15 Running Excuses and How to Beat Them

Sometimes we have the best intentions to run, but something gets in the way: Our busy schedules, the weather, or even that we just we can't muster the motivation to get out there. Here's how to talk yourself back into your running shoes when you have plenty of excuses to not run.


No Time to Run

Woman at work
Brand New Images

Lack of time is one of the most popular excuses for skipping runs. Work, commuting, family obligations, maintaining a home, even just getting enough sleep: They all take time.

What to Do

When you block out time on your calendar for a run, it almost always happens. Just like you schedule a meeting for work or a doctor's appointment, schedule your runs. Prepare for them by changing into your running clothes beforehand and making sure you have everything you need.

Analyze your schedule and figure out what you're doing that's not contributing to a good quality of life. Look for things that you can cut out without regret. For example, are you spending time at night surfing the Web, social media, or TV? Use that time to run (you can even multitask by catching your favorite shows while you're on the treadmill) or go to bed earlier and run in the morning. You may be surprised at how gaps in time for running appear once you start weeding out the time-wasters or undesirable to-dos in your life.


Too Tired to Run

Man and Woman walking


When you're feeling sluggish, it's hard to get motivated to get up off the couch and out the door. But going for a run will energize you and make you feel better.

What to Do

You may be tired because you have low blood sugar, so eat a snack or light meal at least an hour before running. If you find yourself feeling really tired as you start your run, start off by walking and then pick it up slowly. Commit to a short run (just 10 or 15 minutes). You will likely find that once you've done that much, you feel good enough to continue. Try to remember this next time.

Extreme tiredness with a normal sleep schedule may be a sign of a nutritional deficiency, such as low iron, so talk to your doctor if you find yourself frequently feeling tired even though you're sleeping well at night.


Too Sore to Run

This one is tricky, because running with an injury could make it worse. But it depends on where the injury is and how severe it is. Sometimes you can provide additional support but still keep running. If your breasts are sore, for example, a good sports bra should help. For sore feet, the right pair of shoes is often. but not always, the answer. For muscle soreness, say as the result of an especially strenuous run or workout, movement will help, so try to walk or stretch. Sore joints? Be cautious.

What to Do

If you have knee pain, in many cases you will need to take some time off from running. You can treat some injuries yourself, but often you will need to see a doctor or physical therapist. If you have hip pain, you may also need to avoid running until you are treated.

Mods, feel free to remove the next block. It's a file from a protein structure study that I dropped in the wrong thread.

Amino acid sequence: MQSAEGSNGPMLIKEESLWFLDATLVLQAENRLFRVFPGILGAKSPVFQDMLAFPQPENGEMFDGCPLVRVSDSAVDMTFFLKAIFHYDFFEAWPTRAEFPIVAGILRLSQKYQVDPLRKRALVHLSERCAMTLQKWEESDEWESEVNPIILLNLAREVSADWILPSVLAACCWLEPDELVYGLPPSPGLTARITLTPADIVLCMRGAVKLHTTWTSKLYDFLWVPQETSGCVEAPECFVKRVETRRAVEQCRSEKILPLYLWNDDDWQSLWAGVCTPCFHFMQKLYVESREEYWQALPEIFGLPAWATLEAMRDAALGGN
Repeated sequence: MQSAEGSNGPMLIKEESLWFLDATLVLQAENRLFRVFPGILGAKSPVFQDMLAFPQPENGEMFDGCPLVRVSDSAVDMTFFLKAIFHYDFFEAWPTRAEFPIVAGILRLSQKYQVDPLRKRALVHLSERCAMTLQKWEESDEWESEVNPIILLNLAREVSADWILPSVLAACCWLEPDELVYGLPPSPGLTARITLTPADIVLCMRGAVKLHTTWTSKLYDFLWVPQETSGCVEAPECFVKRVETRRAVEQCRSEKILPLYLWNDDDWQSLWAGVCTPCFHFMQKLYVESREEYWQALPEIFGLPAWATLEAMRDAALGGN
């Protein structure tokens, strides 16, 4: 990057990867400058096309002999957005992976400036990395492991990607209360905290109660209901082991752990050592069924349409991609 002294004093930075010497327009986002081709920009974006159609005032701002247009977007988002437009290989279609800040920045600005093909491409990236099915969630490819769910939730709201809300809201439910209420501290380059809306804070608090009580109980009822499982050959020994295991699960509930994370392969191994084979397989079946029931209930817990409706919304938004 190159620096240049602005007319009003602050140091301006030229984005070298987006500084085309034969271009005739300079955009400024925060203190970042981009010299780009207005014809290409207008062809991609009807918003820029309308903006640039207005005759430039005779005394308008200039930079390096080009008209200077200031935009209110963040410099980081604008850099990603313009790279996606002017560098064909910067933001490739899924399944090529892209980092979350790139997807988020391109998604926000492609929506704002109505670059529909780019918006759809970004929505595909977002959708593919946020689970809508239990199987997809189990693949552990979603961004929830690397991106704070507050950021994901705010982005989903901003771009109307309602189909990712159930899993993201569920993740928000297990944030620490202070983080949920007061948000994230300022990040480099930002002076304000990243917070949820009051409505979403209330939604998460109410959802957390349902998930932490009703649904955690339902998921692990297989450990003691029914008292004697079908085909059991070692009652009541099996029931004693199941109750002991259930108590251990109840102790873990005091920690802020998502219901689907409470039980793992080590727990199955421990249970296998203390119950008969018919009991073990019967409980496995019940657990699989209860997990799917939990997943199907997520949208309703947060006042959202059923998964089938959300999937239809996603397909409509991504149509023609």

Bad Weather

Woman running on snow
Photo by Jordan Siemens

Unless you're lucky enough to live somewhere with a perfect climate, you will face bad-weather days that can make running harder: Too cold, too hot, too wet, too icy.

What to Do

Remember the saying: "There's no such thing as bad weather—just bad clothes." If you're dressed properly and prepared to deal with less-than-ideal running weather, you can still go for a run, and even enjoy it. But do take precautions for running in the coldheat, and rain.


Too Unmotivated to Run

Although we'd like to say that our busy schedule or lack of energy is our excuse for not running, sometimes the culprit is just not feeling like doing anything. Don't be scared to reach out to your friends and family members who also run and ask them for help. Chances are they've also struggled with bouts of lack of motivation. If your paces and schedules match up, make plans to run together so you can push each other to your potential.

What to Do

Even if your friends or family members don't run, you can still tell them about your running plans. Knowing that someone may be asking you, "How was your run?" can prompt you to get up off the couch.

Another trick to beat the "running blahs" is to redefine your run. Instead of thinking, "Ugh, I have to run today," turn that around and say, "I'm so lucky that I get to take a break from my crazy work and family life and go for a run today."


Bored with Running

Friends running trails together on winter morning
Thomas Barwick / Getty Images

It's easy to get stuck in a running rut. We get comfortable running the same routes or decide it's easier to just jump on the treadmill.

What to Do

Shake up your running routine by mapping out some new routes using tools such as MapMyRun. Give trail running a try. Run with a local running group or convince a friend to join you on a run. Or, sign up for some local races—this will force you to run someplace different and will help get you motivated.


Afraid of Injury

doctor and injured runner
Henglein and Steets/Getty

Yes, running injuries do happen, so this is definitely a valid concern. But most physical activities carry some risk of injury, and everyone still needs to make exercise a part of their life.

What to Do

There are many preventive steps that runners can take to reduce their risk of injury. Getting the right running shoes for your feet and your gait is important. Regular strength-training is another excellent way to protect yourself against common running injuries.


Not Motivated to Run

Group running
Christopher Futcher